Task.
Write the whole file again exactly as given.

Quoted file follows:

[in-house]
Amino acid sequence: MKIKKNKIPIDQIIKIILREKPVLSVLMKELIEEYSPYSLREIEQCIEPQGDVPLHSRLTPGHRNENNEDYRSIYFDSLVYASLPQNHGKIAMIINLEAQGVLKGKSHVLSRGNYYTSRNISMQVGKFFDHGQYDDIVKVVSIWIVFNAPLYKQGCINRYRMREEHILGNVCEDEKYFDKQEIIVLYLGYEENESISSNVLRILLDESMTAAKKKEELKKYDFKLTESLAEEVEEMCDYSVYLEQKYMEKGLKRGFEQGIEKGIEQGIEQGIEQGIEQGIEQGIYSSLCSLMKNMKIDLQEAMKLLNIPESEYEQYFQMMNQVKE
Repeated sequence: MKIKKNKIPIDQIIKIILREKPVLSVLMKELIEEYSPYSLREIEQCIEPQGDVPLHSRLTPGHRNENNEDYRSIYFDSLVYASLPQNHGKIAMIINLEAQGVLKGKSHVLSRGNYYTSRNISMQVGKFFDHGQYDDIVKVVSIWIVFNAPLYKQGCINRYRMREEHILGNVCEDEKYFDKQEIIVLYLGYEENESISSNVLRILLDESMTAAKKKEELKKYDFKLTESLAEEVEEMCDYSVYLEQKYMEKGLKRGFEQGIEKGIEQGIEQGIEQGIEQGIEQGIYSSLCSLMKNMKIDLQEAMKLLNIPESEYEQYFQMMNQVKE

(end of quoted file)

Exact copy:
[in-house]
Amino acid sequence: MKIKKNKIPIDQIIKIILREKPVLSVLMKELIEEYSPYSLREIEQCIEPQGDVPLHSRLTPGHRNENNEDYRSIYFDSLVYASLPQNHGKIAMIINLEAQGVLKGKSHVLSRGNYYTSRNISMQVGKFFDHGQYDDIVKVVSIWIVFNAPLYKQGCINRYRMREEHILGNVCEDEKYFDKQEIIVLYLGYEENESISSNVLRILLDESMTAAKKKEELKKYDFKLTESLAEEVEEMCDYSVYLEQKYMEKGLKRGFEQGIEKGIEQGIEQGIEQGIEQGIEQGIYSSLCSLMKNMKIDLQEAMKLLNIPESEYEQYFQMMNQVKE
Repeated sequence: MKIKKNKIPIDQIIKIILREKPVLSVLMKELIEEYSPYSLREIEQCIEPQGDVPLHSRLTPGHRNENNEDYRSIYFDSLVYASLPQNHGKIAMIINLEAQGVLKGKSHVLSRGNYYTSRNISMQVGKFFDHGQYDDIVKVVSIWIVFNAPLYKQGCINRYRMREEHILGNVCEDEKYFDKQEIIVLYLGYEENESISSNVLRILLDESMTAAKKKEELKKYDFKLTESLAEEVEEMCDYSVYLEQKYMEKGLKRGFEQGIEKGIEQGIEQGIEQGIEQGIEQGIYSSLCSLMKNMKIDLQEAMKLLNIPESEYEQYFQMMNQVKE